• I have to confess that I’m a bit confused. Isn’t this the site that quite properly ridicules people for filing lawsuits based purely on post hoc ergo propter hoc and sample sizes of one — such as ‘My child had an illness after getting vaccinated, therefore the vaccine must have caused the illness’? So how is it that when one bar suffers a decline in business after a smoking ban is passed (and during a devastating economic downturn), you’re trumpeting this as evidence that the smoking ban is hurting business?

  • I wondered about that too. And of course, New York now has the trans-fat ban and the paté ban, both more likely to drive me away than the smoking ban.

    I liked bars better when they allowed smoking, too, but let’s be above the logical fallacies our opponents commit.

  • Fair enough. The relevant background, for what it’s worth, is the hearing at which Bloomberg told an incensed crowd of waiters and other restaurant people that (in effect) they didn’t know their own interests, since his experts had assured him that smoking bans didn’t cut into bar business. Even at the time, that assertion was well refuted by experience from other states, and to the extent that the mayor was asserting the universal absence of an effect, collecting individual (as well as statistical) examples of that effect might not be pointless.

    MP: you’re free to assume if you like that the Cheek-Warner-Colosky family has misunderstood why their business fell off so sharply, but their likely sources of information on that topic — it sounds to me as if if they can and do talk to their customers directly — seem to me to go beyond the unadorned post hoc inference available to the vaccination family.

  • Just in case you’re still intentionally confused: Bloomberg said “never”, which means that a sample size of one is all you need.

  • Fair enough, Walter.

    The reason this story surprised me is that you clearly know how to make a excellent case to support your views. Overlawyered’s coverage of the CSPIA has been stellar, precisely because it’s taken case stories and woven them together with other data to present a really solid picture of the damage that the CSPIA has been doing to small businesses.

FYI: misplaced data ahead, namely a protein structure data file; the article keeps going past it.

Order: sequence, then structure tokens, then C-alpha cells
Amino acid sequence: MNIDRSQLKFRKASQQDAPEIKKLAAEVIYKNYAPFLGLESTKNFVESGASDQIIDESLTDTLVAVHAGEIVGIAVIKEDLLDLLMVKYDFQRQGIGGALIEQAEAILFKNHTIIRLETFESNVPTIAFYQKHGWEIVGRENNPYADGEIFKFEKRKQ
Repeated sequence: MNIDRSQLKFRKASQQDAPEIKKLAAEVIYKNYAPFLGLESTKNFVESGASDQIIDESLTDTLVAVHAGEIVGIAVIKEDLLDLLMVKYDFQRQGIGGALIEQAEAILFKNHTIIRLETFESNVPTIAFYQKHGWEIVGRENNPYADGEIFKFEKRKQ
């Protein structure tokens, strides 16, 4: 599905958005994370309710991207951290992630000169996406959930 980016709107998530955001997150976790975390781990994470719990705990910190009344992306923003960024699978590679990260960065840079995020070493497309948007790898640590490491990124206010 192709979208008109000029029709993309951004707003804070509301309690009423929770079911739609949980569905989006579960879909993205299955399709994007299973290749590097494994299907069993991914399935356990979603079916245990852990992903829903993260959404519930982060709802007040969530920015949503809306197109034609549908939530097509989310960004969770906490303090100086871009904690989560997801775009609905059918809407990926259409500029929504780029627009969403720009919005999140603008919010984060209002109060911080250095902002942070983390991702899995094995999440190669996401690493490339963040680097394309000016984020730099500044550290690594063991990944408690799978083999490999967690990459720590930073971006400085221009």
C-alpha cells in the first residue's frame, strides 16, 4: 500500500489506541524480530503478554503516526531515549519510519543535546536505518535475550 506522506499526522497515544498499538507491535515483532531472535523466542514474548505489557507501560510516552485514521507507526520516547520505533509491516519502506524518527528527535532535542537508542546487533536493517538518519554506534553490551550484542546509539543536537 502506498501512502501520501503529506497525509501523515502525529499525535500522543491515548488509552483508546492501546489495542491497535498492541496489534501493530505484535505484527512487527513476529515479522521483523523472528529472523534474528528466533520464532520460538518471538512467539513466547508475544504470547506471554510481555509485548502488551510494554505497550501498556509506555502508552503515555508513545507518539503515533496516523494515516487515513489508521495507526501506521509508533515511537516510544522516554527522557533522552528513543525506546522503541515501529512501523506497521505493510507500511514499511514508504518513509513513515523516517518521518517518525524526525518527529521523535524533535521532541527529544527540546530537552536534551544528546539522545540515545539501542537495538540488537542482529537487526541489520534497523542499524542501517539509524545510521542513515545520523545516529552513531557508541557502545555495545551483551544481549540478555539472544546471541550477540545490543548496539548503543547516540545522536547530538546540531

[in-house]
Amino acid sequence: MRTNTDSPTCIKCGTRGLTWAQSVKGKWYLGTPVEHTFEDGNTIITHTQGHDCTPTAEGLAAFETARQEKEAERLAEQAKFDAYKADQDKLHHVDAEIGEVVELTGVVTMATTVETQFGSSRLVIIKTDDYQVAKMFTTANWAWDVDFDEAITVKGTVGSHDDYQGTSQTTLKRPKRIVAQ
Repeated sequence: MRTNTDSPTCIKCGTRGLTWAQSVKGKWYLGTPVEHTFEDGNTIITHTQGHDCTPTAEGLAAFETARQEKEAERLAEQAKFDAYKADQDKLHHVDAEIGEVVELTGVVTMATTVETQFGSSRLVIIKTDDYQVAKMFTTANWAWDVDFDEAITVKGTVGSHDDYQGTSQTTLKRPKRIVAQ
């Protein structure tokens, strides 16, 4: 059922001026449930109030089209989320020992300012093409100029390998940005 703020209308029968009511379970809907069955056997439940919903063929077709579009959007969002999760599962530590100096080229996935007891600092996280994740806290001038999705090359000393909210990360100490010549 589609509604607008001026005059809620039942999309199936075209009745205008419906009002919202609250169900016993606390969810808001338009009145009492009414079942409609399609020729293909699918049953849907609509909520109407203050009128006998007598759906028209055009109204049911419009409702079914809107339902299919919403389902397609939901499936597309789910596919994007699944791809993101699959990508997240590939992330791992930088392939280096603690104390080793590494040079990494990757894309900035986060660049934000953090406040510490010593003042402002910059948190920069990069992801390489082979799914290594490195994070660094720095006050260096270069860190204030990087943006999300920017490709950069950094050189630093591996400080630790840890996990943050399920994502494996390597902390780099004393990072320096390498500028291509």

In contrast, the problem with this story isn’t just that it’s based on a single anecdote; it’s not even a good single anecdote. The smoking ban isn’t even the focus of the story; it’s a couple of paragraphs to set the background for a story about fish. So at best we have a few sentences of third-hand information — a reporter saying what the owners said about what their customers may or may not have said. At worst we have an owner’s hunch uncritically reported as flavor text for a larger story and then relied on as fact.

    I have no real feelings one way or the other about smoking bans; I don’t smoke, and I avoid smoky places, but I think we get into real trouble as a society when we start banning everything that we dislike. I wouldn’t be at all surprised if smoking bans did have an adverse impact on restaurants, especially places like the Vassar Liquor Bar that tried to create that sort of atmosphere. Pretty much everything I’ve heard from both sides of the issue has been a parade of anecdotes, and I’d love to see someone give a solid picture of the overall effect. I’d encourage you to do it; you clearly know how.